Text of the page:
Lets you configure the PIX Firewall via GUI interface rather than the command line interface.

Limits access of the HTML interface to specified client systems within the inside network (based on source address) and is password protected.


Allows address translation to be disabled.

If existing internal systems have valid globally unique addresses, the Identity feature allows NAT and PAT to be selectively disabled for these systems.

Makes internal network addresses visible to the outside network.

IP Frag Guard

Protects PIX Firewall from IP fragmentation attacks.

Protects PIX Firewall from IP fragmentation attacks.

Also blocks normal IP fragmentation. Enabled by default.

Java Filtering

Lets an administrator prevent Java applets from being downloaded by an inside system.

Java applets are executable programs that are banned within some security policies.

Java programs can provide a vehicle through which an inside system can be invaded.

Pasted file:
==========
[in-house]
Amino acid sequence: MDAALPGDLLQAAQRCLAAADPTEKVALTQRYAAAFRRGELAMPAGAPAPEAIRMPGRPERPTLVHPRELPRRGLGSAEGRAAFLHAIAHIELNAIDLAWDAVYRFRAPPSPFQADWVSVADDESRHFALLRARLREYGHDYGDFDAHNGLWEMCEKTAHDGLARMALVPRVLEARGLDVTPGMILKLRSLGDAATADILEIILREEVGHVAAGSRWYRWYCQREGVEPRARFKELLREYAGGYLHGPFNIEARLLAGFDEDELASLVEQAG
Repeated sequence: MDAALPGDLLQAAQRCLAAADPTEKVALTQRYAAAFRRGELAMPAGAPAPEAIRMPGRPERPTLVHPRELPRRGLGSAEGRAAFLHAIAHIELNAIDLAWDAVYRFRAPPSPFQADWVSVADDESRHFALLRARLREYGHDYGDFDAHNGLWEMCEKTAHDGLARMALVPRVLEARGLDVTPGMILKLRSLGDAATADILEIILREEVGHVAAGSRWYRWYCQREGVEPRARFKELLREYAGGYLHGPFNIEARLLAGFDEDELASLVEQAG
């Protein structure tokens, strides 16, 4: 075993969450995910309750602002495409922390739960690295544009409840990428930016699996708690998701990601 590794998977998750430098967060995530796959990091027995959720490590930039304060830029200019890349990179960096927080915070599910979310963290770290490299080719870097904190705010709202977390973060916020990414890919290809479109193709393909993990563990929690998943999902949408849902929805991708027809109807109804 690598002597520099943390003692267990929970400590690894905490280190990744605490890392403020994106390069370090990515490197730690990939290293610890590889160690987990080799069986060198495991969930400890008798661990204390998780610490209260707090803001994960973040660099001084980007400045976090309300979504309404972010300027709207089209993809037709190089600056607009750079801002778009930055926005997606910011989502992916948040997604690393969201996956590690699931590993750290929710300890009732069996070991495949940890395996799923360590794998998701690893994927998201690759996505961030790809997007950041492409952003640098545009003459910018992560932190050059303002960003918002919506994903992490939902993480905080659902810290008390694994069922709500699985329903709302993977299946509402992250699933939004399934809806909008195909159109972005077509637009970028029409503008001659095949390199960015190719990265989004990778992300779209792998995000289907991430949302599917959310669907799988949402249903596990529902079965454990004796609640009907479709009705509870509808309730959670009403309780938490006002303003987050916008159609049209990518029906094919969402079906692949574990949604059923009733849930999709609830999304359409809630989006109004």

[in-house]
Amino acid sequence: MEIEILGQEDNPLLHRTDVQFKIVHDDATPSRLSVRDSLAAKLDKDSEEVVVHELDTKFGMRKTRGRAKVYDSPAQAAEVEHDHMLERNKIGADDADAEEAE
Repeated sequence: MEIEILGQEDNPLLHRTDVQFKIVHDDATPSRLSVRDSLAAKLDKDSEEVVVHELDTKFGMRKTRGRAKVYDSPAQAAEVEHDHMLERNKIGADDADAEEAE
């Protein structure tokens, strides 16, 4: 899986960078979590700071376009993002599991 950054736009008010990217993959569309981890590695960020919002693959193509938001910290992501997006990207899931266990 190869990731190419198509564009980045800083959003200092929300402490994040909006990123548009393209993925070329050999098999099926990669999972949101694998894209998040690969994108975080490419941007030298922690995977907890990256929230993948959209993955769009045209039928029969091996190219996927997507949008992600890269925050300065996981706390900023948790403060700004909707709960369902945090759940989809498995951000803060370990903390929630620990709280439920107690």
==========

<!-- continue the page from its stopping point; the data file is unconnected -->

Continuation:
Mail Guard

Provides a safe conduit for Simple Mail Transfer Protocol (SMTP) connections from the outside to an inside electronic mail server.

Allows a single mail server to be deployed within the internal network without it being exposed to known security problems with some SMTP server implementations. Avoids the need for an external mail relay (or bastion host) system.

Enforces a safe minimal set of SMTP commands to avoid an SMTP server system being compromised. Also logs all SMTP connections.

Multiple Interfaces

Additional network interfaces can be added to the PIX Firewall.

Takes the place of multiple PIX Firewall units in a single chassis.

Provides Adaptive Security for perimeter interfaces.

Multimedia Support

The PIX Firewall supports multimedia applications including RealAudio, Streamworks, CuSeeMe, Internet Phone, IRC, H.323, Vxtreme and VDO Live.